World Congress Summer School in Social Economics – Applications for Fellowships Now Open

Jonathan B. Wight

Glasgow, Scotland

June 19-20, 2012


Applications for Fellowships Now Open

The Association for Social Economics announces an exciting Summer School workshop for graduate students and recent Ph.D.s. to be held in conjunction with the World Congress of Social Economics in Glasgow, Scotland.  Between 12-18 fellows will be selected to attend the Summer School as guests of ASE. The Summer School begins the evening of June 19 and continues on June 20, 2012.  The World Congress opens the evening of June 20 and concludes on June 22, 2012.

Aims:  The Summer School brings together a small group of fellows to discuss the central concerns of social economics as a springboard for cutting-edge research and teaching.  Social economics is centrally concerned with questions of social, cultural and ethical values in economic life and the study of these questions at philosophical, theoretical, empirical and policy-related levels.

School topics include aspects of: (1) Social economics, the history of economic thought, and frameworks for thinking about ethics and economics; (2) core topics in social-economics research (theory of the individual, the role of social and cultural values in economic life, inequality, poverty, needs, capabilities, social justice, human flourishing); (3) contemporary topics and empirical research in social economics (the social economy/third sector, social networks, fair trade, socially responsible consumption and production, experimental work on fairness, etc.); and (4) publishing outlets and strategies for graduate students and recent Ph.D.s. 

Fellows must be graduate students or recent Ph.D.s in economics or related fields. 

Awards:  Fellows accepted to the Summer School will receive complementary room and meals for the Summer School and the World Congress, complementary registration to the World Congress, plus all Summer School materials, a package worth up to $1,400.  Some travel stipends are also available on a competitive basis. 

Fellow Obligations:  Accepted fellows must become members of ASE and submit a Summer School refundable deposit of $100 (that will be returned upon completion of the World Congress).  All fellows must commit to participating in all sessions of the Summer School and to staying for the entire World Congress.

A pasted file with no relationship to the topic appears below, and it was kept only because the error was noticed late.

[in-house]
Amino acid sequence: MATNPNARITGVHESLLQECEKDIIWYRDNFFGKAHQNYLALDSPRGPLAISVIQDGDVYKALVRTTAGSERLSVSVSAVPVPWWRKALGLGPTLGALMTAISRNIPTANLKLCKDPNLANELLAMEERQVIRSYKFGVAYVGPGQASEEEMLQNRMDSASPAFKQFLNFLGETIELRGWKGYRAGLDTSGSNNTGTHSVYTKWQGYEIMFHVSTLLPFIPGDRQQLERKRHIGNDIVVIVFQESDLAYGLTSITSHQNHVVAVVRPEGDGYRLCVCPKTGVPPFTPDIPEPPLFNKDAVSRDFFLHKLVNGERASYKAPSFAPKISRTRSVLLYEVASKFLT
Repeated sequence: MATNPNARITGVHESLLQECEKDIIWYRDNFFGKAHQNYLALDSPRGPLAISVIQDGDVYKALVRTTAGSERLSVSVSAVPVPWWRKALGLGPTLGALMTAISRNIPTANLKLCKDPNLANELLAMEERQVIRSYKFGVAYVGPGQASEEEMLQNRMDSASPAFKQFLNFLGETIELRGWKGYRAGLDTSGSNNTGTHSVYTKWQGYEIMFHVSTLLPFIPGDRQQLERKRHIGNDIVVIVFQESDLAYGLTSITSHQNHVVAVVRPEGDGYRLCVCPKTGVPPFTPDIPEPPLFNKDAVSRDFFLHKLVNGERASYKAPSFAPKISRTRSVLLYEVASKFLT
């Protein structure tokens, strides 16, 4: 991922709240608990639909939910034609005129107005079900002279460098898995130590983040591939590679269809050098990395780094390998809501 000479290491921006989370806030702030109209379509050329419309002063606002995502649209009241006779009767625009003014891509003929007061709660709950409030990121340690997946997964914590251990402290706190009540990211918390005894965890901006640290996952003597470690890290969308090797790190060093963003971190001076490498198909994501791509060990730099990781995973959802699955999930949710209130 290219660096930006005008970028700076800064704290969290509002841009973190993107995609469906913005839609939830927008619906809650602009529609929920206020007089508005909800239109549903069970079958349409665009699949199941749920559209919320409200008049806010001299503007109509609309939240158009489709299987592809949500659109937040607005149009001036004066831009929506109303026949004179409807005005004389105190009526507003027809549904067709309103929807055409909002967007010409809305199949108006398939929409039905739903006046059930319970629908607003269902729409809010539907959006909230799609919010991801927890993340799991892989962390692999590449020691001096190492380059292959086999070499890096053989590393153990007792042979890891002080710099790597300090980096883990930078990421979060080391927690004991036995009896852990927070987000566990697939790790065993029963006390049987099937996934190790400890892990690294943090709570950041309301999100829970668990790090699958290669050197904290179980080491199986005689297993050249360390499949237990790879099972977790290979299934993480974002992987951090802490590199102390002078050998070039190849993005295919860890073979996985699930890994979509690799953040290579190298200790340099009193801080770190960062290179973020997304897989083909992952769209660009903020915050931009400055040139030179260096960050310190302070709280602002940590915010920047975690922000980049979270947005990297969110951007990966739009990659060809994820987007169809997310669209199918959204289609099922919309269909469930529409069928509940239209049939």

Program: Click here for the Provisional Program

Applications: Click here for the Application Instructions and Form

Or, go to the ASE website (, click on "Conferences" à "World Congress Summer School" à to see the Overview, Preliminary Program, and Application.

The application deadline is March 1, 2012.

For questions contact Aurelie Charles, Chair, Summer School Selection Committee, at [email protected]

AEA’s New Ethical Guidelines for Authors

Jonathan B. Wight

Amidst the flurry of travel and other things, neither Mark nor I got around to reporting on the American Economic Association's new principles for authors, adopted January 5, 2012. Current principles of disclosure and data submission are found here. The new extensions to these principles are:

(1) Every submitted article should state the sources of financial support for the particular research it describes. If none, that fact should be stated.

(2) Each author of a submitted article should identify each interested party from whom he or she has received significant financial support, summing to at least $10,000 in the past three years, in the form of consultant fees, retainers, grants and the like. The disclosure requirement also includes in-kind support, such as providing access to data. If the support in question comes with a non-disclosure obligation, that fact should be stated, along with as much information as the obligation permits. If there are no such sources of funds, that fact should be stated explicitly. An "interested" party is any individual, group, or organization that has a financial, ideological, or political stake related to the article.

(3) Each author should disclose any paid or unpaid positions as officer, director, or board member of relevant non-profit advocacy organizations or profit-making entities. A "relevant" organization is one whose policy positions, goals, or financial interests relate to the article.

(4) The disclosures required above apply to any close relative or partner of any author.

(5) Each author must disclose if another party had the right to review the paper prior to its circulation.

(6) For published articles, information on relevant potential conflicts of interest will be made available to the public.

(7) The AEA urges its members and other economists to apply the above principles in other publications: scholarly journals, op-ed pieces, newspaper and magazine columns, radio and television commentaries, as well as in testimony before federal and state legislative committees and other agencies.

The AEA's reform is clearly needed, but does it go far enough? The AEA has resisted a formal "code of conduct" or "ethical guidelines" since it has no enforcement mechanism other than barring a miscreant from publishing in its journals. There are no licensing boards for economists, nor can one imagine them outside of a narrow range of subjects (e.g., testifying on wrongful death, cost-benefit analysis, and so on). Even then much mischief would be done by such licensing: it would likely turn into a devise to keep out competition.